California businessman charged with lobbying counted Trump as “closest friend”

By Paul LeBlanc, CNN

the charges of illegal foreign lobbying brought against Tom Barrack on Tuesday punctuates a sinuous business and political career defined by his unique endurance in the ever-changing orbit of former President Donald Trump’s advisers.

Southern California businessman and former chairman of Trump’s inaugural committee, Barrack is charged in a seven-count indictment with acting as an agent of the United Arab Emirates between April 2016 and April 2018. He is also charged with obstructing justice and fabricating false statements to federal law enforcement officials.

A spokesperson for Barrack said he would plead not guilty to the charges against him. A judge ordered his detention after an initial court appearance on Tuesday afternoon.

But Barrack’s relationship with Trump began long before the former president ran for office or found reality TV fame.

Success in the business world

“Tom was there when Donald got his kick in the ’80s and’ 90s,” Gary Winnick, a close friend of Trump and Barrack, once told CNN. “I don’t think Donald ever forgot that.”

Born to immigrants who owned a Lebanese grocery store, Barrack made his fortune in distressed assets, or what he saw as low-risk, high-reward properties desperate for rehabilitation.

He befriended Trump for the first time in the 1980s during hotel ownership negotiations, a meeting he recalled during his speech at the 2016 Republican National Convention, in which he called Trump one of his “closest friends.”

Yet it wasn’t until the 1990s that Trump became attached to Barrack, who became an increasingly trusted advisor and sounding board as he found success in business.

After graduating from the University of Southern California and receiving his law degree from the University of San Diego, Barrack founded Colony Capital, a California-based real estate and investment firm, according to his LinkedIn account. He has been the executive chairman of the company since 1991.

Barrack’s business profile would grow alongside Trump’s notoriety, and by the time Trump began to consider a White House offer, Barrack was well positioned to have considerable influence over strategy.

“Donald used Tom at first to bounce ideas off him. Tom didn’t join for political reasons, ”Nick Ribis, a senior casino executive at Trump who later worked for Barrack, told CNN. “Egos tend to get in the way – jealousy and egos. It wasn’t like that with Donald and Tom.

Public and private support for Trump

Barrack’s friendship with Trump was fully visible throughout the 2016 campaign, as he vouched for Trump’s character amid multiple controversies. CNN previously reported that when dozens of women have appeared to allege sexual misconduct by Trump, Barrack helped him strategize while promising to boast his integrity in public.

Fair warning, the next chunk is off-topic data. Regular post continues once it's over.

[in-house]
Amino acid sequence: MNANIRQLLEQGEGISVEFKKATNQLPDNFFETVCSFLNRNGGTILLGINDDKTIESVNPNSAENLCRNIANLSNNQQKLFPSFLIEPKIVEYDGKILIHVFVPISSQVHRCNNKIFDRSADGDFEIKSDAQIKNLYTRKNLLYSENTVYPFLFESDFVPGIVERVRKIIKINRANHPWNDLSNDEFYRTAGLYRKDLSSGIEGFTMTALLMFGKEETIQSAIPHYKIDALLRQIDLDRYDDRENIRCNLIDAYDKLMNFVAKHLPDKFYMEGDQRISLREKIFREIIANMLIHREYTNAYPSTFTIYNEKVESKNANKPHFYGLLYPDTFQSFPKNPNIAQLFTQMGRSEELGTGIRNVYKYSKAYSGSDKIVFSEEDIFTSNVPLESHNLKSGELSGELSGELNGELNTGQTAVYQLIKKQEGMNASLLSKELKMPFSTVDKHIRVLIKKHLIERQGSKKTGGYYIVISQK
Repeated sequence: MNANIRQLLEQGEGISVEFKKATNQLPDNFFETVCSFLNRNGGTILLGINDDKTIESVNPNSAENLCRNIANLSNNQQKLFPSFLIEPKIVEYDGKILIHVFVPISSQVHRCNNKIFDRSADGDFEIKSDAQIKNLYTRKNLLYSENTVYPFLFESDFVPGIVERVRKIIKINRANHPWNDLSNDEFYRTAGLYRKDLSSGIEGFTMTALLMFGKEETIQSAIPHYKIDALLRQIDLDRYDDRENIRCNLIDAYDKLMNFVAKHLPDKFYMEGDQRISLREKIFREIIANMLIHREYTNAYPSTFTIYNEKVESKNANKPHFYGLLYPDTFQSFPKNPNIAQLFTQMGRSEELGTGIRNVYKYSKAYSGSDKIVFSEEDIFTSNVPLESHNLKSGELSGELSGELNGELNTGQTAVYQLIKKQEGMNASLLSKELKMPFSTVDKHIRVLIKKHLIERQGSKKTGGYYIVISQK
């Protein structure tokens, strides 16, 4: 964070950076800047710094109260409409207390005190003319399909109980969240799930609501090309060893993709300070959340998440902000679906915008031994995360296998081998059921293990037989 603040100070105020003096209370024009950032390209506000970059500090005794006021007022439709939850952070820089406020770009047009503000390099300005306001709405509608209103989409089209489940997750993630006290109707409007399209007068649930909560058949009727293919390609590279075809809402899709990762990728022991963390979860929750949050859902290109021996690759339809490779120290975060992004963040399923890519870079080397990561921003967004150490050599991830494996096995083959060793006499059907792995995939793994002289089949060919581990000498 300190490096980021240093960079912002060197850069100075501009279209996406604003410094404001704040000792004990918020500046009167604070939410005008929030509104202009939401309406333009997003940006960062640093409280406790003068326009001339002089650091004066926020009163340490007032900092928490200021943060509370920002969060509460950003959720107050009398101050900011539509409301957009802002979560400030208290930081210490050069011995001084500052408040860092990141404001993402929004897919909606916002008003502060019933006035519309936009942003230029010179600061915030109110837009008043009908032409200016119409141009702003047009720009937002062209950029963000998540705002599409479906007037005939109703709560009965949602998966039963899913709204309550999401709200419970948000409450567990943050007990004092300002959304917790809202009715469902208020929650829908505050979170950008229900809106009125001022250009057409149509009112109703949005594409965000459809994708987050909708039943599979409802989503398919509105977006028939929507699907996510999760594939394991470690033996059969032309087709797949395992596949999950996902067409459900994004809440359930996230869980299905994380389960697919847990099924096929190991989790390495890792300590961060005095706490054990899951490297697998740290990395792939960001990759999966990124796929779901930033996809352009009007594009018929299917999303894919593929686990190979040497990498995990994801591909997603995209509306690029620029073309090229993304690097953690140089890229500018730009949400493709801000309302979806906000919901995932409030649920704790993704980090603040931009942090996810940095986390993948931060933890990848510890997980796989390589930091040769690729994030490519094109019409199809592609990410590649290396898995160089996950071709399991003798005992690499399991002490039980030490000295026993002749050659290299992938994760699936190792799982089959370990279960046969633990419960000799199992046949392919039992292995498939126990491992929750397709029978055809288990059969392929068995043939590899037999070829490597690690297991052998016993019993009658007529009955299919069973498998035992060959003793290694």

When he needed a way to soften his image with Mexico, Barrack urged Trump to take a last-minute secret trip to the country and show he can blunt his rhetoric on the world stage. And when Muslim monarchs sounded the alarm over a policy to ban their 1.6 billion adherents from immigrating to the United States, Barrack urged Trump to readjust his abrasive posture – while sending soothing words back to the United States. its own Rolodex.

“I have nothing but amazing things to tell you about Donald,” Barrack said in his 2016 convention speech, “because this man is good enough, he’s tough enough, he’s smart enough and he’s pretty paid to do it on its own merits. “

Their relationship culminated with Barrack’s role as chairman of Trump’s presidential nomination committee, where he planned and coordinated most of the events around Trump’s nomination in 2017.

But his high profile in Trump’s world has drawn close scrutiny, even though he has remained an outside adviser.

Under surveillance

In 2019, Barrack drew considerable backlash when he argued that the United States lacks the moral authority to criticize Saudi Arabia for its own record of “atrocities.”

When asked if the murder of Washington Post reporter Jamal Khashoggi damaged Saudi Arabia’s reputation on the world stage, Barrack started his answer with a joke before attributing the public outrage over the murder in the United States to a Western misunderstanding of the Saudi rule of law.

“As long as you don’t make me a guest at the Ritz,” Barrack joked before answering a question from CNN’s Becky Anderson at the Milken Institute MENA Summit in Abu Dhabi.

Later this year, a report by Democrats on the House Oversight Committee accused Barrack of leveraging his influence in the administration to strike a lucrative trade deal involving the transfer of US nuclear technology to Saudi Arabia while sometimes taking advantage of the proposal.

Barrack’s influence in the Trump administration and how he was able to influence it were again called into question on Tuesday.

According to the published indictment, Barrack and two other men – Matthew Grimes from Aspen, Colorado, and Rashid Sultan Rashid Al Malik Alshahhi, a UAE national – capitalized on Barrack’s status as an outside adviser leader of the Trump campaign to “advance the interests of and provide intelligence to the UAE while failing to inform the Attorney General that their actions were taken under the direction of senior UAE officials.” “

Barrack was in direct and indirect contact with senior management in the UAE, according to the charges, and he called Alshahhi a “secret weapon” to promote his foreign policy agenda in America.

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